Looking for a Thrill? Here Are 7 of the Most Dangerous Hikes in America

Have you been on any of the most dangerous hikes in America? Keep reading to find out.

Rayna Skiver - Author

May 22 2023, Published 12:10 p.m. ET

Half Dome cables in Yosemite National Park
Source: ISTOCK

There’s always the risk of danger when hiking, but some trails are more treacherous than others. And sometimes, when done safely, a thrilling experience is exactly what we need.

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The most dangerous hikes in America are comprised of steep cliffs, narrow ledges, intense scrambles, and intimidating wildlife. If these are the kind of qualities that entice you, keep reading.

Angel’s Landing in Zion National Park

Person hiking on a narrow ledge on Angel's Landing in Zion National Park
Source: ISTOCK

Despite being only 4.3 miles out-and-back, Angels Landing is extremely dangerous. Even though the trail starts out completely normal, the last leg is comprised of narrow, exposed ledges that have steep drops on both sides. Over the years, many people have died from falling.

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The threat of danger didn’t stop visitors from attempting the trail — in fact, a permit system was actually put in place by the National Park Service in order to control traffic. Hiking Angels Landing is a special way to experience Zion National Park, but it’s important to take every safety measure possible.

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Half Dome in Yosemite National Park

While it’s true that the 14 to 16-mile hike to Half Dome is full of incredible views, it’s not for everyone. Between the length of the trail, the elevation gain, and the cables, hikers must be in shape, prepared, and confident. However, if you can manage the feat, you’ll be met with fantastic views of the High Sierra and Yosemite Valley.

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The cables section of the hike is typically the most dangerous. There have been few deaths, but injuries are relatively common, especially when people aren’t prepared. Slippery rocks and the altitude change can create risky conditions, Sierra explained.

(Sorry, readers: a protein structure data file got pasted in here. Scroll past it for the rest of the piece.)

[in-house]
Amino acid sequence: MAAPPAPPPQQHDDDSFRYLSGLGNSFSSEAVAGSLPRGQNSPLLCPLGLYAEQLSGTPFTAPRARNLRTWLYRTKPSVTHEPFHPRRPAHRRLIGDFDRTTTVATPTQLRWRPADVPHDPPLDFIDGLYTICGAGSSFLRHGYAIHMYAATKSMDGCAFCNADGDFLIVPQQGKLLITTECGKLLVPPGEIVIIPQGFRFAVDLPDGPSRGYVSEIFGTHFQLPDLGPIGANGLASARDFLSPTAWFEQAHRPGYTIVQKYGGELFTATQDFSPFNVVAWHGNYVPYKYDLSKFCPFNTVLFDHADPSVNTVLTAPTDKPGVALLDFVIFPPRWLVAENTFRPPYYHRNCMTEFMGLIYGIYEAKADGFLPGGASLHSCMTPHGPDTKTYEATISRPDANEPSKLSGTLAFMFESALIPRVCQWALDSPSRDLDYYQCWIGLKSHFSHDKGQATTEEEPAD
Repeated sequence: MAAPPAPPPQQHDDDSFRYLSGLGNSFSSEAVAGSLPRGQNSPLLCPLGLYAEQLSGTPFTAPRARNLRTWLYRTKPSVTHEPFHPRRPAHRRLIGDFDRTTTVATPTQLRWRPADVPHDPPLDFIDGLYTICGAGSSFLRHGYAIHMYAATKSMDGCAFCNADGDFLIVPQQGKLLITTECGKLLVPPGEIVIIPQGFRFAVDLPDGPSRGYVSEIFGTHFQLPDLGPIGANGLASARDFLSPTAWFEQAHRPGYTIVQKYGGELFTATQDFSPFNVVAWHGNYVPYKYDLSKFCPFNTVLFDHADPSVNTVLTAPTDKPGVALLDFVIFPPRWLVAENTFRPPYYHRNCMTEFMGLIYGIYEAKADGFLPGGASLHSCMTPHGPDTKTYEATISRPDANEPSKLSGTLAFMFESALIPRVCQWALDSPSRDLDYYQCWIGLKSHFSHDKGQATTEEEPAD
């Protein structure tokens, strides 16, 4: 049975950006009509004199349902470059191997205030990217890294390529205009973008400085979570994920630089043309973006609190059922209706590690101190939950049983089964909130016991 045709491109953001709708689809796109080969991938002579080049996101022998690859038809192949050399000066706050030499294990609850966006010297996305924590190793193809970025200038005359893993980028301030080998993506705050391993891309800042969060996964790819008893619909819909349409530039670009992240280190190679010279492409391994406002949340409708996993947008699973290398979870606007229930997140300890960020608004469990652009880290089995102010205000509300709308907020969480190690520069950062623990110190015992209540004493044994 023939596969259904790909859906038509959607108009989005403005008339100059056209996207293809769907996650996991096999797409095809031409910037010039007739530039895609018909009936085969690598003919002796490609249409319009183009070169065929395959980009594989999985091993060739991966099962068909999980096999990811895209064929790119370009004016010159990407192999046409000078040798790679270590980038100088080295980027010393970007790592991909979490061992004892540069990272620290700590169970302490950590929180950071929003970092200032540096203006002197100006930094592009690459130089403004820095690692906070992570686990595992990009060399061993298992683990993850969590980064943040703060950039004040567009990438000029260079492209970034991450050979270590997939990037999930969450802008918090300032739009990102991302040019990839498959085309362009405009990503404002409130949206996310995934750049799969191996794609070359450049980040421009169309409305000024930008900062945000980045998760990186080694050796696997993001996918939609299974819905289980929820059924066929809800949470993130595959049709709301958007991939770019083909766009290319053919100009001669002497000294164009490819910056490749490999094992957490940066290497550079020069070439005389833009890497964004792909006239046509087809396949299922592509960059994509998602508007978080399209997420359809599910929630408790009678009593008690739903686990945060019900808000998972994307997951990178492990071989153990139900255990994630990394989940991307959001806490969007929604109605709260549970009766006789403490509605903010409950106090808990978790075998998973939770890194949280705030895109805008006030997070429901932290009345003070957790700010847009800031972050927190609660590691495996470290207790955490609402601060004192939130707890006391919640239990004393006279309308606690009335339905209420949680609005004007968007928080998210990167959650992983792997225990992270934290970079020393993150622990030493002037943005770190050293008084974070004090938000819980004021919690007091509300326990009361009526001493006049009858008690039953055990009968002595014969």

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The Maze in Canyonlands National Park

Unless you’re extremely map-savvy and in great shape both physically and mentally, it’s best to stay away from The Maze in Canyonlands National Park. This 13.5-mile trail is in a very remote area — having the proper gear and equipment for self-rescue is a necessity, according to the NPS. Due to the geography of the area, everything starts to look the same and it can be challenging to decipher landmarks.

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Devil’s Path in the Catskill Mountains

When it comes to the Devil’s Path in the Catskill Mountains, the name speaks for itself. New York probably isn’t the first place to come to mind when brainstorming dangerous hiking locations, but this trail shouldn’t be underestimated.

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Black bears, slick rocks, steep mountainsides, and vertical climbs all present very real risks for hikers on Devil’s Path. It’s important to proceed carefully and take the proper precautions. After prioritizing safety, this trail can take you on an adventure through a lush forest and lead you to stunning mountain views.

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Mount Washington in New Hampshire

Many say that Mount Washington has the worst weather in the world, according to CNN. This means that hiking in the area isn’t a casual outing — it requires serious preparation. The weather can change in minutes and the elevation gain is no laughing matter.

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Tuckerman Ravine and Lion Head Trail is 7.4 miles out-and-back. AllTrails recommended that hikers plan ahead and only attempt the trail if they’re experienced, both of these factors will keep visitors safe.

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Capitol Peak in Colorado

In the Maroon Bells Snowmass Wilderness, those looking for a thrill head to Capitol Peak. This 15.9-mile out-and-back trail presents one main danger: the Knife Ridge. In order to complete the trail, hikers must traverse over a long stretch of narrow, granite rock, The Travel explained. Without the right experience, this hike could be incredibly dangerous.

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Huckleberry Trail in Glacier National Park

If you’ve ever been to Glacier National Park, you know that running into a grizzly bear is a very real possibility. The chances of this occurring only increase when hiking on a longer, less traveled trail — Huckleberry Mountain Lookout seems to fit this description.

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This 11.6-mile out-and-back trail showcases some great mountain views, a vibrant forest, and of course, lots of huckleberries. Nevertheless, animal encounters are typical, so much so that the trail is sometimes closed due to wildlife activity. When hiking in Glacier, be sure to always carry bear spray and know what to do in the case of an encounter.

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